Dana Nuccitelli 20:57
These incentives come in two buckets, tax credits, and upfront rebates. The tax credits are available right now. The Ira tax credits cover up to 30% of the costs of heat pump space and water heaters, home weatherization, solar panels and battery storage, and electrical panel upgrades. And there are also tax credits available for new and used electric cars.
The tax credits are applied via your annual federal tax return, most households will also qualify for $14,000 in upfront home electrification and efficiency rebates. The rebates will cover up to 100% of upgrade costs for low income households, and up to 50% of costs for middle income households. These rebates will apply to heat pumps, bass and water heaters, electric stoves, and electrical panel and wiring upgrades if needed. High income households can also get rebates for overall home energy retrofit projects, but state energy offices first have to set up the rebate programs with the Department of Energy, so the rebates may not be available until 2024. To learn more check out rewiring America’s Ira savings calculator to see which tax credits and rebates you qualify for. Just visit CCL usa.org/ira-calc, that CCL usa.org/ira-calc.
I’m Dana Nuccitelli. With the nerd corner. Thank you for being curious and for your commitment to climate progress. Joined the discussion about climate science, technology, Economics and Policy with CCL is research team, check out the nerd corner at CCL usa.org/nerd-corner That CCL usa.org/nerd-corner I hope to see you there.
Peterson Toscano 23:32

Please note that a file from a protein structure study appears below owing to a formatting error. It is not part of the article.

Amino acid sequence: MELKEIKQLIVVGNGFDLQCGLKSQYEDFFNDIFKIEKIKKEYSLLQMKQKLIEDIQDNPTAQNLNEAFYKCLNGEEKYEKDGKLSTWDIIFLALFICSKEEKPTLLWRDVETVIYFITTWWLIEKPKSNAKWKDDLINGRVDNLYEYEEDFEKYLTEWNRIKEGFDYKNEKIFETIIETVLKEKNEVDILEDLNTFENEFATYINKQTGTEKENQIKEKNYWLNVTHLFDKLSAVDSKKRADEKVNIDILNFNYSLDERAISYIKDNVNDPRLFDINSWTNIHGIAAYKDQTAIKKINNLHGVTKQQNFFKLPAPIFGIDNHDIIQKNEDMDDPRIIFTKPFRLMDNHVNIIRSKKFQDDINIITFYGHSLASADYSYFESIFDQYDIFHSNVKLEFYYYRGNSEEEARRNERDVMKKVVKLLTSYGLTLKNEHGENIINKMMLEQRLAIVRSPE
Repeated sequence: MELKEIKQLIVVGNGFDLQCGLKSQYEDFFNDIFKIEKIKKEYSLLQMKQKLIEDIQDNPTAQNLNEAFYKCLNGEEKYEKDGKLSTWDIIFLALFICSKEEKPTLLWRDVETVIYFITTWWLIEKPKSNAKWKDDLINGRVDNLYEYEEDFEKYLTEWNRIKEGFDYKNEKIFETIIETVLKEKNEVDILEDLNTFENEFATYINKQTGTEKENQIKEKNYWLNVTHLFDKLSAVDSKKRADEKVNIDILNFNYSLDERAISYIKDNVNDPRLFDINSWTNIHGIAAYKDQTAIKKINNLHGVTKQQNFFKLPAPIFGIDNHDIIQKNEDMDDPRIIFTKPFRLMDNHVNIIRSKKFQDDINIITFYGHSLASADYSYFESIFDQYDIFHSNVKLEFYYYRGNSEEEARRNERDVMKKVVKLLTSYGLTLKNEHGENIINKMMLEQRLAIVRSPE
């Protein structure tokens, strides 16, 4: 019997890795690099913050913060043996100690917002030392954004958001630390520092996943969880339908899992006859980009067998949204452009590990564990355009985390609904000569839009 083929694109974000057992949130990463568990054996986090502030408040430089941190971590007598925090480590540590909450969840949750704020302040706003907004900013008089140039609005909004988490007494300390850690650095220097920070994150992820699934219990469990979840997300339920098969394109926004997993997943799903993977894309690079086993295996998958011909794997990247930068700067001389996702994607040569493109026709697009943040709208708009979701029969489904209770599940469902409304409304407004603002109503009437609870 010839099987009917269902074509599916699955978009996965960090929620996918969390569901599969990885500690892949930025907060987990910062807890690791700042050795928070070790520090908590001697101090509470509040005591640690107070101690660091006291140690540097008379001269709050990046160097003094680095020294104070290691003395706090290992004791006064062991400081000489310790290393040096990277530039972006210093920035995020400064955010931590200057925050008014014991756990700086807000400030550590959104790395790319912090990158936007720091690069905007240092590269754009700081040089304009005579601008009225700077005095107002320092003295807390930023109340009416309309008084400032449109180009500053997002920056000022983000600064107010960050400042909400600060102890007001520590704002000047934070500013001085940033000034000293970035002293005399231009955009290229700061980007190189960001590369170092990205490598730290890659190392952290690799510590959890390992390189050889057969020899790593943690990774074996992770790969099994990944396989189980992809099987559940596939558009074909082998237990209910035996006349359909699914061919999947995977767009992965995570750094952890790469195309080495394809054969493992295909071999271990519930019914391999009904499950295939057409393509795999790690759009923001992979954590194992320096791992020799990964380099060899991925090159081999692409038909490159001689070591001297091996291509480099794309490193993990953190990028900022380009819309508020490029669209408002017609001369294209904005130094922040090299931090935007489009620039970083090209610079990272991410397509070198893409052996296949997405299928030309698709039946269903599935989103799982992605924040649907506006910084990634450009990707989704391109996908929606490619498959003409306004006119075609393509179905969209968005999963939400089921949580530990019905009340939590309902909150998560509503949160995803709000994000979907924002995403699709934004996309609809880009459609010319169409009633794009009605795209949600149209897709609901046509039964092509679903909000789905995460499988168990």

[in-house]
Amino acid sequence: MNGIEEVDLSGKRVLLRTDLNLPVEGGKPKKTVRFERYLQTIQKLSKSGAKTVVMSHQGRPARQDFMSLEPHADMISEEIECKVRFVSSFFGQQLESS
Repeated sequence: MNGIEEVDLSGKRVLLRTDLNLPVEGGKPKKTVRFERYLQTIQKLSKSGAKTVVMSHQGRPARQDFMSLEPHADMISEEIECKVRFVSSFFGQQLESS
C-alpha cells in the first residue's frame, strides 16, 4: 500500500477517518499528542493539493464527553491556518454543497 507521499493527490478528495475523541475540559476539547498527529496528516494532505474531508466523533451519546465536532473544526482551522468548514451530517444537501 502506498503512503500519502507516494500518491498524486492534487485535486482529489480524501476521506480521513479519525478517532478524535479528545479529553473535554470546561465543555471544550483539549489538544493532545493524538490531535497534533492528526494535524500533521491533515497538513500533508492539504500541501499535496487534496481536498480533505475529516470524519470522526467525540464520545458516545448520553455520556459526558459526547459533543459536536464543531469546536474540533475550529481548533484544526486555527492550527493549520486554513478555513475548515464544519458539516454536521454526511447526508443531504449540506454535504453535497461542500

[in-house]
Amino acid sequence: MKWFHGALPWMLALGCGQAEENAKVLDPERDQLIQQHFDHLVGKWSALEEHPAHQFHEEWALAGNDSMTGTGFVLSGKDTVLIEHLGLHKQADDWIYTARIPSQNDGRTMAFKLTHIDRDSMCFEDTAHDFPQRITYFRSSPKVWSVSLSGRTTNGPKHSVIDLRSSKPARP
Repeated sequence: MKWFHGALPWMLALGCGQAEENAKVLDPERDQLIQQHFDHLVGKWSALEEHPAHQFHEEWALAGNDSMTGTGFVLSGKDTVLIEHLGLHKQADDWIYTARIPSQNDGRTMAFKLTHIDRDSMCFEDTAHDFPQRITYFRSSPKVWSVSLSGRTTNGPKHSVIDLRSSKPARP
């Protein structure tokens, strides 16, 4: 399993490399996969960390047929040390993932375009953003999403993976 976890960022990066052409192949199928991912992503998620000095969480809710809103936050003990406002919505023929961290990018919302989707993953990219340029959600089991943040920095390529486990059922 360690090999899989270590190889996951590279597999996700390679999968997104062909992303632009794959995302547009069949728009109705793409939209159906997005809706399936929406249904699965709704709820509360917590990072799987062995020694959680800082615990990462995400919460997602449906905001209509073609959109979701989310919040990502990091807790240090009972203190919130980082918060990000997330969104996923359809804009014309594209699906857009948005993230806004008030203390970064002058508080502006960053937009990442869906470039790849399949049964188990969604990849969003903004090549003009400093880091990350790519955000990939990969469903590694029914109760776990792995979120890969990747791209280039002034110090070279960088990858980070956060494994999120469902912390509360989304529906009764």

Thank you so much, Dana. If you have a question for Dana, email us radio at citizens climate.org That’s radio at citizens climate.org. We will make sure he gets your question and read more of Dana’s analysis by visiting CCL usa.org/nerd. Corner.
Peterson Toscano 23:52
Our good news story today comes from Barbieland or Malibu or I guess Hollywood, I speak with Daryl Hannah. She’s appeared in many hit films including splash, Kill Bill volumes one and two. And in Blade Runner. You have good news and an announcement from the Mattel Corporation.
Daryl Hannah 24:11
Yes, Mattel intends to go 100% plastic free by 2030. In all of their toys, they hope to support a global ban on plastics. It’s really what needs to be done. Hopefully others will follow suit immediately so that they can stay competitive. It just makes sense. It does. And it’s just fantastic.
Peterson Toscano 24:37
It is and why are you so passionate about this particular issue?
Daryl Hannah 24:42
Well, I’ve been engaged in all aspects of fighting for our planet, our planet’s inhabitants, not just the humans but the other creatures as well and our ecosystems for pretty much most of my adult life. It’s not even something that I consciously have decided Do something I can’t not do. When you love something you want to protect it. I just love this planet, I love the, the birds and the creatures under the ocean and the plants, all the different things that food pop out of, and all of them, the planet has everything we need to live and thrive and survive. And if we could just manage to take care of it, to give it the love and respect and care that it needs, it can support us beautifully. Like we could not create a better planet than this water popping out of the ground and fruit popping out of trees and food jumping out of the earth.
Daryl Hannah 25:37
And I mean, it’s just phenomenal. It’s such an incredible place, we just need to treat it with respect, treat it mindfully not to stupid, like cut it all down and fill it with poisons and mine it all up and, and release more poisons. And that’s what we’ve been doing for the last several decades. And we just need to stop doing it because now we are actually reaping what we have sowed. And we’ve seen that the damage that is causing us and if we don’t turn ourselves around really fast, and stop doing those stupid things. We’re really sorry to swear on your radio show. I don’t know if I can sort that out
Peterson Toscano 26:18
For decades, girls, women, many drag queens have been pressured to be modeled to look like Barbie. And how does it feel to be the person who has influenced how Barbie looks now that there is a Daryl Hannah, Eco Warrior Barbie.
Daryl Hannah 26:35